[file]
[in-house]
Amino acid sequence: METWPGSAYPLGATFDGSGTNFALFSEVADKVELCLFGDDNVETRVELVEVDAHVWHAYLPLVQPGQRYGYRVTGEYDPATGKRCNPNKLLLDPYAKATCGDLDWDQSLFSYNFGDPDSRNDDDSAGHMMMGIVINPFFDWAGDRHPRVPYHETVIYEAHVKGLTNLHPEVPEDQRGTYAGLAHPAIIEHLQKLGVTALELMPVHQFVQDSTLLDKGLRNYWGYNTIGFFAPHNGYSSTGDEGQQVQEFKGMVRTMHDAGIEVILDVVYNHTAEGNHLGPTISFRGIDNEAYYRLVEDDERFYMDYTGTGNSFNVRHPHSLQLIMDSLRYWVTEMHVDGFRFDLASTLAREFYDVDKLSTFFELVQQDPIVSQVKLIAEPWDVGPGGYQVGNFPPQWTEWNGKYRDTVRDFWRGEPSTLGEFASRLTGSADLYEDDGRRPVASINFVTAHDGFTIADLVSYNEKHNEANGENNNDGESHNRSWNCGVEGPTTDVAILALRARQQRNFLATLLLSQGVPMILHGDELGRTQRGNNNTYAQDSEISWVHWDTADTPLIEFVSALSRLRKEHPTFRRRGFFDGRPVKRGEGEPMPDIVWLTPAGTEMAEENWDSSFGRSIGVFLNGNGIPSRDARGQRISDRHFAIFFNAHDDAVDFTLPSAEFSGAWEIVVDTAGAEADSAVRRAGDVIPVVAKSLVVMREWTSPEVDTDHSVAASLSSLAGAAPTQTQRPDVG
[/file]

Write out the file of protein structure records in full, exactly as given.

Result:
[in-house]
Amino acid sequence: METWPGSAYPLGATFDGSGTNFALFSEVADKVELCLFGDDNVETRVELVEVDAHVWHAYLPLVQPGQRYGYRVTGEYDPATGKRCNPNKLLLDPYAKATCGDLDWDQSLFSYNFGDPDSRNDDDSAGHMMMGIVINPFFDWAGDRHPRVPYHETVIYEAHVKGLTNLHPEVPEDQRGTYAGLAHPAIIEHLQKLGVTALELMPVHQFVQDSTLLDKGLRNYWGYNTIGFFAPHNGYSSTGDEGQQVQEFKGMVRTMHDAGIEVILDVVYNHTAEGNHLGPTISFRGIDNEAYYRLVEDDERFYMDYTGTGNSFNVRHPHSLQLIMDSLRYWVTEMHVDGFRFDLASTLAREFYDVDKLSTFFELVQQDPIVSQVKLIAEPWDVGPGGYQVGNFPPQWTEWNGKYRDTVRDFWRGEPSTLGEFASRLTGSADLYEDDGRRPVASINFVTAHDGFTIADLVSYNEKHNEANGENNNDGESHNRSWNCGVEGPTTDVAILALRARQQRNFLATLLLSQGVPMILHGDELGRTQRGNNNTYAQDSEISWVHWDTADTPLIEFVSALSRLRKEHPTFRRRGFFDGRPVKRGEGEPMPDIVWLTPAGTEMAEENWDSSFGRSIGVFLNGNGIPSRDARGQRISDRHFAIFFNAHDDAVDFTLPSAEFSGAWEIVVDTAGAEADSAVRRAGDVIPVVAKSLVVMREWTSPEVDTDHSVAASLSSLAGAAPTQTQRPDVG